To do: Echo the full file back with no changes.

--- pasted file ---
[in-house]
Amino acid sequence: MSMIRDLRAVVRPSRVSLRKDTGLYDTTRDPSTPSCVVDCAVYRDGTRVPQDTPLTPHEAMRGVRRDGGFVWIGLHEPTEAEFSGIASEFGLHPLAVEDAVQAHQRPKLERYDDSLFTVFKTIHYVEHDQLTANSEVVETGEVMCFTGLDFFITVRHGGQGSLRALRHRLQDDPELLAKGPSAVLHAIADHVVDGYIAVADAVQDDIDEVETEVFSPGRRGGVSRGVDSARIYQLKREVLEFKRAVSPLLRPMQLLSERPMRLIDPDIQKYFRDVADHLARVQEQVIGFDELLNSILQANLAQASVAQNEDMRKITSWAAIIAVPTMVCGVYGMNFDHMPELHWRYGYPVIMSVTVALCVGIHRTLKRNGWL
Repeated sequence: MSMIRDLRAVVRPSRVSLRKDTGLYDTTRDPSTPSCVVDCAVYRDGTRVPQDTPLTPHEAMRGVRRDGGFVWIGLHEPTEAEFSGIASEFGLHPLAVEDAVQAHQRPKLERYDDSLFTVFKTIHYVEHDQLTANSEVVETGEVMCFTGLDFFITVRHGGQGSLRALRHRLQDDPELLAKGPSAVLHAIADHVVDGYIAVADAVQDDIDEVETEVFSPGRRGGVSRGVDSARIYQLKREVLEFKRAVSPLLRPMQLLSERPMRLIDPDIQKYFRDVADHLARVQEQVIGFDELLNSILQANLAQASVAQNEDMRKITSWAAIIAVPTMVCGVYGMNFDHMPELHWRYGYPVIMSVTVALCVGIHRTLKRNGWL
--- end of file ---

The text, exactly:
[in-house]
Amino acid sequence: MSMIRDLRAVVRPSRVSLRKDTGLYDTTRDPSTPSCVVDCAVYRDGTRVPQDTPLTPHEAMRGVRRDGGFVWIGLHEPTEAEFSGIASEFGLHPLAVEDAVQAHQRPKLERYDDSLFTVFKTIHYVEHDQLTANSEVVETGEVMCFTGLDFFITVRHGGQGSLRALRHRLQDDPELLAKGPSAVLHAIADHVVDGYIAVADAVQDDIDEVETEVFSPGRRGGVSRGVDSARIYQLKREVLEFKRAVSPLLRPMQLLSERPMRLIDPDIQKYFRDVADHLARVQEQVIGFDELLNSILQANLAQASVAQNEDMRKITSWAAIIAVPTMVCGVYGMNFDHMPELHWRYGYPVIMSVTVALCVGIHRTLKRNGWL
Repeated sequence: MSMIRDLRAVVRPSRVSLRKDTGLYDTTRDPSTPSCVVDCAVYRDGTRVPQDTPLTPHEAMRGVRRDGGFVWIGLHEPTEAEFSGIASEFGLHPLAVEDAVQAHQRPKLERYDDSLFTVFKTIHYVEHDQLTANSEVVETGEVMCFTGLDFFITVRHGGQGSLRALRHRLQDDPELLAKGPSAVLHAIADHVVDGYIAVADAVQDDIDEVETEVFSPGRRGGVSRGVDSARIYQLKREVLEFKRAVSPLLRPMQLLSERPMRLIDPDIQKYFRDVADHLARVQEQVIGFDELLNSILQANLAQASVAQNEDMRKITSWAAIIAVPTMVCGVYGMNFDHMPELHWRYGYPVIMSVTVALCVGIHRTLKRNGWL